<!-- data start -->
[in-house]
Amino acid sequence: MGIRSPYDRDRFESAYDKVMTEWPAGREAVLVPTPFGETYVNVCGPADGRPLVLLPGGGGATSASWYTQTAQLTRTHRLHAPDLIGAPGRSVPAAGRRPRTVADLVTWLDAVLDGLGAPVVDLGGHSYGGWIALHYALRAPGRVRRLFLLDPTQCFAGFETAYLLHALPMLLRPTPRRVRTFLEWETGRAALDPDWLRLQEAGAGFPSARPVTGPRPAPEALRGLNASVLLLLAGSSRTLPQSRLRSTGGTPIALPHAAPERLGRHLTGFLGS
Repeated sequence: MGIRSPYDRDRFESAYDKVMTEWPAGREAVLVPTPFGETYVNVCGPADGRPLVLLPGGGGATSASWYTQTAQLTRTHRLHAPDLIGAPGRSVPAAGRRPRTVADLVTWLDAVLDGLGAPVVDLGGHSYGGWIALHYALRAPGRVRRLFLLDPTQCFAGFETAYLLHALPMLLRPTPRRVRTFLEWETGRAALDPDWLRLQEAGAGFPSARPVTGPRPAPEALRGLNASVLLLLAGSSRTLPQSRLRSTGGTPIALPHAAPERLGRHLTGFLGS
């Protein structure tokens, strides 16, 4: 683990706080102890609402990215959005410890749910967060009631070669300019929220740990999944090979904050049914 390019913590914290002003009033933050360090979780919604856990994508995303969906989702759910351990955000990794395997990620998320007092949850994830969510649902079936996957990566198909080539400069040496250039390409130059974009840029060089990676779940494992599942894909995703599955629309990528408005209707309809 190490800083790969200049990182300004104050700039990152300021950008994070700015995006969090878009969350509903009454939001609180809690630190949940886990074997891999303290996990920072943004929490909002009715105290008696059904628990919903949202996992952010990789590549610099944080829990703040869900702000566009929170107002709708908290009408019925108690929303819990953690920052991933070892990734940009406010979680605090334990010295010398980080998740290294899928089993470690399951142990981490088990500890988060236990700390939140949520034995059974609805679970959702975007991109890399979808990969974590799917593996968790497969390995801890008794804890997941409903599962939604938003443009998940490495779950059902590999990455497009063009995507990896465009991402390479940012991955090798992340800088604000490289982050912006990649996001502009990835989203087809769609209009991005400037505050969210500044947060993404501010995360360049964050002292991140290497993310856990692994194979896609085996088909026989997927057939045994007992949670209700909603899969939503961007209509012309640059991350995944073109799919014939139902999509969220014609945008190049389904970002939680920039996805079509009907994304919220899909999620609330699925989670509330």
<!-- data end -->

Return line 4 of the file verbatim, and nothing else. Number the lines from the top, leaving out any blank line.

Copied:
């Protein structure tokens, strides 16, 4: 683990706080102890609402990215959005410890749910967060009631070669300019929220740990999944090979904050049914 390019913590914290002003009033933050360090979780919604856990994508995303969906989702759910351990955000990794395997990620998320007092949850994830969510649902079936996957990566198909080539400069040496250039390409130059974009840029060089990676779940494992599942894909995703599955629309990528408005209707309809 190490800083790969200049990182300004104050700039990152300021950008994070700015995006969090878009969350509903009454939001609180809690630190949940886990074997891999303290996990920072943004929490909002009715105290008696059904628990919903949202996992952010990789590549610099944080829990703040869900702000566009929170107002709708908290009408019925108690929303819990953690920052991933070892990734940009406010979680605090334990010295010398980080998740290294899928089993470690399951142990981490088990500890988060236990700390939140949520034995059974609805679970959702975007991109890399979808990969974590799917593996968790497969390995801890008794804890997941409903599962939604938003443009998940490495779950059902590999990455497009063009995507990896465009991402390479940012991955090798992340800088604000490289982050912006990649996001502009990835989203087809769609209009991005400037505050969210500044947060993404501010995360360049964050002292991140290497993310856990692994194979896609085996088909026989997927057939045994007992949670209700909603899969939503961007209509012309640059991350995944073109799919014939139902999509969220014609945008190049389904970002939680920039996805079509009907994304919220899909999620609330699925989670509330």